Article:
The Miami-Dade County Internal Services Department will be receiving industry feedback on the proposed Metrocenter project to redevelop nearly 17 acres of county-owned land in downtown Miami. Staff is to meet with real estate developers Aug. 29 to 31 to get their input on the project prior to publishing the final request for proposals.
On Tuesday, the county published a Request for Proposal (RFP) draft detailing what it is looking for from the Metrocenter project in the heart of the 28 acres that serve as the seat of the local government.
Developers are asked to respond whether any provisions of the RFP are preventing firms from responding to the solicitation and if there are any provisions in a competitive solicitation for a similar project that respondents would like the county to include in this request for proposals.
Also, developers are asked if they have suggestions specific to this project that the county should consider in determining how best to proceed to obtain an advantageous contract and maximize revenue to the county, and general comments that would add value and guidance to the local government on the project.
The Metrocenter project seeks to transform downtown Miami into a 24-hour community with affordable, workforce, and market-price housing, an intermodal terminal with a direct connection to Government Center Metrorail and Metromover, a Cultural Arts Campus with a new library and space for HistoryMiami, parks and open spaces, daycare, pre-K, and elementary, middle school, and high school buildings, and public and fleet parking.
The request for comments issued is for market research purposes and not a solicitation, the document details, and no price offers or unsolicited proposals for this project are sought.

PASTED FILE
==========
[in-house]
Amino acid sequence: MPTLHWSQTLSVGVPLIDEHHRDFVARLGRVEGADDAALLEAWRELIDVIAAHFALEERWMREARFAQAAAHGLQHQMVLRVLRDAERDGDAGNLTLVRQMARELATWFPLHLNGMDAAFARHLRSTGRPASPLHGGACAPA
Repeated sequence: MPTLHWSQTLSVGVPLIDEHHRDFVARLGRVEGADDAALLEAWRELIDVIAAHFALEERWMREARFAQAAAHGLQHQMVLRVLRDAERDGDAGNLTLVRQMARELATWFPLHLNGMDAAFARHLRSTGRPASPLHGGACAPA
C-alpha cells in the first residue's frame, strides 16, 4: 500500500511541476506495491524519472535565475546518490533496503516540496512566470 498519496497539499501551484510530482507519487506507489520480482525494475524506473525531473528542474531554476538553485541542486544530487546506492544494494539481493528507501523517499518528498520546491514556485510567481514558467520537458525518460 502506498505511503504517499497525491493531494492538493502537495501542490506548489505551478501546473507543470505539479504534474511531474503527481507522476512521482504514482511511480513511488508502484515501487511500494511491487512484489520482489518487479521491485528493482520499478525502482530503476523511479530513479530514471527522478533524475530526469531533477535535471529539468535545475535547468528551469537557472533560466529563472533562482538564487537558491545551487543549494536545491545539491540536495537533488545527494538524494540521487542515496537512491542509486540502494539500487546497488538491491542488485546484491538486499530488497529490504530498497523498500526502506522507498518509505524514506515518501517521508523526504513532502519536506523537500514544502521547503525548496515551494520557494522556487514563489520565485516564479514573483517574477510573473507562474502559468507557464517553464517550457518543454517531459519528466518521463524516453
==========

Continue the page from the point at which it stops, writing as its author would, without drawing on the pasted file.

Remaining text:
Once a solicitation is finally open, the county is to evaluate the bidders considering the qualifications and capabilities for a master development, the qualifications and capabilities to complete the Downtown Intermodal Terminal, the approach to the project delivery and sustainable practices, and the financial qualifications of the proposer.
In addition, the county released draft design guidelines with specific timelines and requirements for the project. Among these, the county is anticipating the Metrocenter will be built in 12 to 15 years.
The Master Developer should allocate more than 2,000 units or 35% of the total housing toward workforce/affordable housing and is encouraged to find ways to increase this number to whatever the market will bear. “At least 10% of all units shall be reserved for households with incomes less than 80% of the then-current Area Median Income (AMI),” the document says, and at least 25% to households with incomes up to 140% of the same AMI benchmark.
The new library is to have a business center with publicly available computers, a 300-seat theater, a multipurpose event space, art gallery exhibition and storage space, back-of-house, work, employee, and support areas, a separate area for children and teens, several work areas for different tasks, such as digitization, microfilm, and genealogy, in addition to the collection space for books and materials.
For the downtown bus terminal, projects such as Washington, DC’s Union Station Bus Terminal, Denver’s Union Station Bus Concourse, and the Salesforce Transit Center in San Francisco are examples of similar projects the county is looking for.
New 50,000-square-foot county commission chambers are to have public seating for at least 300 people, broadcast capabilities, ADA-compliant hearing-assist system, and a green room for officials, among other amenities for the commission to be able to perform its duties.
Additional requirements are outlined in the guidelines for each component the county aims to include.
As Miami Today reported last week, county elected officials are rooting for a project that would become a world-class neighborhood.
“We’re going to ask you to look around and tell us what could be here, and to be incredibly visionary to create a world-class neighborhood,” Commissioner Eileen Higgins, who has been working on the project for years, told an industry day meeting Aug. 10. “This land that we, the county, as the people’s land, and it needs to be used for the people’s purposes.”
“We are hoping this will be the benchmark for urban redevelopment worldwide,” added Mayor Daniella Levine Cava.